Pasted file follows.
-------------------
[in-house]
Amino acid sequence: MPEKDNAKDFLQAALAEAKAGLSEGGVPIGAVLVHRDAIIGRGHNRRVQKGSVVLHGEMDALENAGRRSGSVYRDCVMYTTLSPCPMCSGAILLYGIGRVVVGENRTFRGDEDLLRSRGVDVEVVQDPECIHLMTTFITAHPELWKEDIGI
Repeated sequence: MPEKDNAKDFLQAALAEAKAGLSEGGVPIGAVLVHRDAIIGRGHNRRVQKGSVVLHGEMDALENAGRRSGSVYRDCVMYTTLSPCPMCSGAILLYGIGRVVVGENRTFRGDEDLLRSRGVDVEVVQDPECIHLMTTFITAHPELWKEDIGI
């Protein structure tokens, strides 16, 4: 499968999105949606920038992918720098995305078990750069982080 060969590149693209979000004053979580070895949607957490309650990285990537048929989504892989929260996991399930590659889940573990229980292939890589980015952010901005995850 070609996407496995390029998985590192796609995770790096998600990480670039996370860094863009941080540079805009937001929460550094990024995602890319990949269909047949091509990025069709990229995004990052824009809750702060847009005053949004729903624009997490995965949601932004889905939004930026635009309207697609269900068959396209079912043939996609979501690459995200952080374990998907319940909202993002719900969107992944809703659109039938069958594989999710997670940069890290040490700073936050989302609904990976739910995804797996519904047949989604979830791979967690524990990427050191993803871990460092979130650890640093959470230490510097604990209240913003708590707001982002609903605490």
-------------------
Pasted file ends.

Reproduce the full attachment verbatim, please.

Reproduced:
[in-house]
Amino acid sequence: MPEKDNAKDFLQAALAEAKAGLSEGGVPIGAVLVHRDAIIGRGHNRRVQKGSVVLHGEMDALENAGRRSGSVYRDCVMYTTLSPCPMCSGAILLYGIGRVVVGENRTFRGDEDLLRSRGVDVEVVQDPECIHLMTTFITAHPELWKEDIGI
Repeated sequence: MPEKDNAKDFLQAALAEAKAGLSEGGVPIGAVLVHRDAIIGRGHNRRVQKGSVVLHGEMDALENAGRRSGSVYRDCVMYTTLSPCPMCSGAILLYGIGRVVVGENRTFRGDEDLLRSRGVDVEVVQDPECIHLMTTFITAHPELWKEDIGI
């Protein structure tokens, strides 16, 4: 499968999105949606920038992918720098995305078990750069982080 060969590149693209979000004053979580070895949607957490309650990285990537048929989504892989929260996991399930590659889940573990229980292939890589980015952010901005995850 070609996407496995390029998985590192796609995770790096998600990480670039996370860094863009941080540079805009937001929460550094990024995602890319990949269909047949091509990025069709990229995004990052824009809750702060847009005053949004729903624009997490995965949601932004889905939004930026635009309207697609269900068959396209079912043939996609979501690459995200952080374990998907319940909202993002719900969107992944809703659109039938069958594989999710997670940069890290040490700073936050989302609904990976739910995804797996519904047949989604979830791979967690524990990427050191993803871990460092979130650890640093959470230490510097604990209240913003708590707001982002609903605490």